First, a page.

Tony Dykes
1
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Tony Dykes Entrepreneur
Director at EnChroma, Inc.
The MVP is really do demonstrate competence in that domain and that you aren't getting an education on their dime before the cram-down comes and you chuck them overboard. If this is your fifteenth app you could get away with pointing to your past successes as an equivalency. If you can raise that kind of money on an idea do it.
Edward Upton
1
0
Edward Upton Entrepreneur
Founder, LittleData. Digital Product Manager and Google Analytics expert
The answers here are all from a valuation perspective, but there's a really good reason to raise funds later if you can afford: you'll build a better, leaner product.

MVP's are not necessarily about flakey prototypes with only mimic what a 'funded' product would do. It's about finding the few features that users really want to pay for.

Having limited funds - but enough that you can have a team of 3 or 4 people full time for 6 months - will enable you to iterate much more quickly over these features. And prove which ones are essential before you hire and spend more money.

I've worked as a 'turnaround' product manager for a well funded ($2m) startup, and they has started marketing spend well before they had a product that engaged users. More money meant a slower moving team, not a faster one. And it was a lot harder to turn around once mistakes had been made at scale.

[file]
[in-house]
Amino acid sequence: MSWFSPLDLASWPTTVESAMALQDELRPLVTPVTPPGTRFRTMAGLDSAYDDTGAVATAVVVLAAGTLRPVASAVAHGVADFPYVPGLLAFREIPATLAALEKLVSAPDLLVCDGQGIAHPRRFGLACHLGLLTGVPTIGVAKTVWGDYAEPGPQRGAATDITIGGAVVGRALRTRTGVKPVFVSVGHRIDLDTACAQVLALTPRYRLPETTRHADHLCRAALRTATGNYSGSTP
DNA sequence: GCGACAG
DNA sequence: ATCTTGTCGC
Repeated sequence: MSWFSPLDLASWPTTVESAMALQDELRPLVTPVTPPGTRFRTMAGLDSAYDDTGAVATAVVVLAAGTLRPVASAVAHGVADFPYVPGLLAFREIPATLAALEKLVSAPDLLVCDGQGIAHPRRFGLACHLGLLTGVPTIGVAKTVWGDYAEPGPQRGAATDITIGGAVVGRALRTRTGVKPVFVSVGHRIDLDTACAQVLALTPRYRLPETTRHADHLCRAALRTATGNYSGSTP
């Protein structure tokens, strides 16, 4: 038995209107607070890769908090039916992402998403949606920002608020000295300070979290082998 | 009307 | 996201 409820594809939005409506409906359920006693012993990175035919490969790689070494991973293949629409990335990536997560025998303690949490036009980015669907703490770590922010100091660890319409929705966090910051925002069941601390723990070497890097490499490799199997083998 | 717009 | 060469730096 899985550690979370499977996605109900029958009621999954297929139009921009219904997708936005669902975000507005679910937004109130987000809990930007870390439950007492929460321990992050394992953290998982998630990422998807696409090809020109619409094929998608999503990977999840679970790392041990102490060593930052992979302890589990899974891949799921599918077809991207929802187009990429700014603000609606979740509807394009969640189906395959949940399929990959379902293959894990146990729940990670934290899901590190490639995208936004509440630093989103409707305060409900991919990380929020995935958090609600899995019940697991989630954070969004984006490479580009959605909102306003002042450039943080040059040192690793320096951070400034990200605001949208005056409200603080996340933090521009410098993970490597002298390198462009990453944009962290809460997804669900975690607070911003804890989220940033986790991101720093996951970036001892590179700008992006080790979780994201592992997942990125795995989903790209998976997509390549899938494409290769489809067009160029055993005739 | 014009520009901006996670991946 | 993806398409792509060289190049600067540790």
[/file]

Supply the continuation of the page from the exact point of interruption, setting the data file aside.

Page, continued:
As one of my mentors (Bill Liao) put it, startups drown more often then they starve!
Hernán Borré
0
0
Hernán Borré Advisor
CoFounder & CEO at mobaires - nearshore staff augmentation
You can follow this steps:

1. Get some money from FFF (Friends , Fools & Family ). You should put some money too in this stage since you want to explicitly show others that you strongly believe in your idea. With this money you can get your design, brochures, presentations, cold market analysis, etc.

2. Look for Angel investors (less than 250K) to develop your MVP software and to show some traction (customer acquisition + customer feedback are the keys in this step)-

3. Once your business model is coherent (pay attention that I didn't said: 'business income/revenue' ) go find some VCs to explode the market, make millions of dollars leveraged by their money, stabilising brand, going big - as big as you can in that round -

With this three simple steps you should be in the path of success. Everything else is experience and going up and down in the roller coaster of life.

Note: Sometime with FFF money you can get your first demo or MVP done but if the MVP has a lot of innovation involved that's quite expensive.


Jessica Alter
2
0
Jessica Alter Entrepreneur • Advisor
Entrepreneur & Advisor
You should try to build out proof of concept and get some data on your assumptions first. Then build something rough but workable for not a ton of money. In today's world where hosting is free for the first year (AWS) and you have tons of services (shopify to twilio) that you can build on top of.

Unless you have an incredible track record or friends and family with deep pockets people don't want to fund you to build an MVP. Part of showing that you have the drive is getting this done on your own.